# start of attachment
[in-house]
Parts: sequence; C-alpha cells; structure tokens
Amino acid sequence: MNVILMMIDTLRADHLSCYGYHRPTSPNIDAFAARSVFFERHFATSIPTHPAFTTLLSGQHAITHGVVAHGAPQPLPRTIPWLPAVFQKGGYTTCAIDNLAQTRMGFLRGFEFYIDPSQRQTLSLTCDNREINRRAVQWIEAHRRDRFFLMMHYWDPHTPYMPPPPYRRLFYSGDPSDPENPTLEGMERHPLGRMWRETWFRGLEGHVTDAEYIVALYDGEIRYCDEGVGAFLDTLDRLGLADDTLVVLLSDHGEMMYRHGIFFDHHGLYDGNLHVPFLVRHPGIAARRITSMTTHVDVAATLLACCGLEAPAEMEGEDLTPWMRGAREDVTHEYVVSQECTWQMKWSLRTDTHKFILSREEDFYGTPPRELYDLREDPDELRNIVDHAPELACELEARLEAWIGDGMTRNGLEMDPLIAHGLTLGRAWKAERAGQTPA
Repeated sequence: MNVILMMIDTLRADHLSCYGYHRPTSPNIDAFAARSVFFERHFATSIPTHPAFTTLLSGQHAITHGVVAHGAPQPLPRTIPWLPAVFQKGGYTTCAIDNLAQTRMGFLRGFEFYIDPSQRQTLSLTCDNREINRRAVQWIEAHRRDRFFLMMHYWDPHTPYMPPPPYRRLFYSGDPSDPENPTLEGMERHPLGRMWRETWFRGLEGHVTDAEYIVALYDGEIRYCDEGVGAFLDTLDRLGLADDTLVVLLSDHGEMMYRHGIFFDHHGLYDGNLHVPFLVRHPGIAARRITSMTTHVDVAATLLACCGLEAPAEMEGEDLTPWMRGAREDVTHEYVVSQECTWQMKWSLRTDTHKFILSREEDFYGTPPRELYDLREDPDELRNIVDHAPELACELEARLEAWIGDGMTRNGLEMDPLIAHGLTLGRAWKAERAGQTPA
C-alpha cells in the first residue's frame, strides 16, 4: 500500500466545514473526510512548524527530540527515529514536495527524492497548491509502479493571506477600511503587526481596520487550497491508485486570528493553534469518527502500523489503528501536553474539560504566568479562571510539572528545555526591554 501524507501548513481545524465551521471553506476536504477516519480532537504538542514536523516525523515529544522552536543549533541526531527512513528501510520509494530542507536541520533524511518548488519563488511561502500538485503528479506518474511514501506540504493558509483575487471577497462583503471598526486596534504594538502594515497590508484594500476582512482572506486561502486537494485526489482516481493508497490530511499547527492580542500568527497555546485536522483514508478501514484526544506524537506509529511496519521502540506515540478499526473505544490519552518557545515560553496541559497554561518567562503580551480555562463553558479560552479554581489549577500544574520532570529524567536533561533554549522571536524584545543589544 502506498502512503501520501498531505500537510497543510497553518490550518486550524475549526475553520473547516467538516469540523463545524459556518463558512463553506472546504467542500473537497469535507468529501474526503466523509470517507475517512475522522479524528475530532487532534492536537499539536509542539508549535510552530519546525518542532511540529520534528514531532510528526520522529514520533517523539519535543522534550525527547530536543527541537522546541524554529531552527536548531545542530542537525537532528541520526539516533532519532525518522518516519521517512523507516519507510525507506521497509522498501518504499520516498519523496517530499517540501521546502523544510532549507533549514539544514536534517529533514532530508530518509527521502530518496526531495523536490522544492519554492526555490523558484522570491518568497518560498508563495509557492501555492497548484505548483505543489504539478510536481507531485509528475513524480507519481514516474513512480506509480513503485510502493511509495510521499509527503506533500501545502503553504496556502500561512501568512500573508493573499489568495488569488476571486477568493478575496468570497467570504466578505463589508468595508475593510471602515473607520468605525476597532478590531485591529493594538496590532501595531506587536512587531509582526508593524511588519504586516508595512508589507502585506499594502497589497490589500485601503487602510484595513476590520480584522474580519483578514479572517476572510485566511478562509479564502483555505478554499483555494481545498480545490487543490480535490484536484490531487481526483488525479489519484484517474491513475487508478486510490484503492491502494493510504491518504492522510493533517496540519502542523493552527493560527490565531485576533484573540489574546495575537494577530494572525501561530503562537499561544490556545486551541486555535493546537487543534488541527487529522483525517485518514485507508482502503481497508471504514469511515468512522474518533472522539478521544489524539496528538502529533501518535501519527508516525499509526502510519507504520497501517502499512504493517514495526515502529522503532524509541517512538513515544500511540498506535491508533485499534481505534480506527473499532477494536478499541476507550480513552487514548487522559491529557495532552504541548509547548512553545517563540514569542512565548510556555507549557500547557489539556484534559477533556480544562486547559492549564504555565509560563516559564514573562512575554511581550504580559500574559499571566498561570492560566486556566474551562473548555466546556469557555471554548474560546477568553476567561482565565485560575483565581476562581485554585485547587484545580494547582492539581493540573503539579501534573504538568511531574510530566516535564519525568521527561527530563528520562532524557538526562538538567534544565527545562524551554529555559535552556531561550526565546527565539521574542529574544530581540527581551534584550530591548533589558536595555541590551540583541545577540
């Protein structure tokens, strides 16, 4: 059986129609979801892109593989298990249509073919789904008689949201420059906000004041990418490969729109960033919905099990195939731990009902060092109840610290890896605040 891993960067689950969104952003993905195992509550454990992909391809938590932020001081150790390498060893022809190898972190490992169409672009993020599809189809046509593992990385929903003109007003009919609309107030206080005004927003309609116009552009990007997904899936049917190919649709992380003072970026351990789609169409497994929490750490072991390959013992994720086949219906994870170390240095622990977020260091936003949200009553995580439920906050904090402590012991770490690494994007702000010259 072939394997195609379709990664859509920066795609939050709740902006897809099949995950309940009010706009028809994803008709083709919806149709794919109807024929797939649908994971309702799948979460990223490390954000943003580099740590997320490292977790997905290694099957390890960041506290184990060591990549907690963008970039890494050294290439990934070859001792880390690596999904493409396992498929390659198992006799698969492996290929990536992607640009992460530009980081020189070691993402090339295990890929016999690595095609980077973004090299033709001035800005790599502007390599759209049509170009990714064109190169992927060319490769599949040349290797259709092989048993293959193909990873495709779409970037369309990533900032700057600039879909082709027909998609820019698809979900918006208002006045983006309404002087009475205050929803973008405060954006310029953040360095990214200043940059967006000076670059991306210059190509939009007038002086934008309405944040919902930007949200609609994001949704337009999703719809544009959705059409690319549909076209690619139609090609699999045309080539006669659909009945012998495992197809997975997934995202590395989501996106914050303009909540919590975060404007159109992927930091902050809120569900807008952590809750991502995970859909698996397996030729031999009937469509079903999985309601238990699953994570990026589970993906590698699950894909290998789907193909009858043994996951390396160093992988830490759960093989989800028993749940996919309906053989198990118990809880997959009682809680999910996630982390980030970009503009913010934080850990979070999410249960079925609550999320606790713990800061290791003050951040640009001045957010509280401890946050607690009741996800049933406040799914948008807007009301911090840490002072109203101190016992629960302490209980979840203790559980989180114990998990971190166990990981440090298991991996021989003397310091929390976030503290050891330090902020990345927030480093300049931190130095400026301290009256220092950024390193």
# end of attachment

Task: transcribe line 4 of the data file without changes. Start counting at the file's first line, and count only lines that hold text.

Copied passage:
Repeated sequence: MNVILMMIDTLRADHLSCYGYHRPTSPNIDAFAARSVFFERHFATSIPTHPAFTTLLSGQHAITHGVVAHGAPQPLPRTIPWLPAVFQKGGYTTCAIDNLAQTRMGFLRGFEFYIDPSQRQTLSLTCDNREINRRAVQWIEAHRRDRFFLMMHYWDPHTPYMPPPPYRRLFYSGDPSDPENPTLEGMERHPLGRMWRETWFRGLEGHVTDAEYIVALYDGEIRYCDEGVGAFLDTLDRLGLADDTLVVLLSDHGEMMYRHGIFFDHHGLYDGNLHVPFLVRHPGIAARRITSMTTHVDVAATLLACCGLEAPAEMEGEDLTPWMRGAREDVTHEYVVSQECTWQMKWSLRTDTHKFILSREEDFYGTPPRELYDLREDPDELRNIVDHAPELACELEARLEAWIGDGMTRNGLEMDPLIAHGLTLGRAWKAERAGQTPA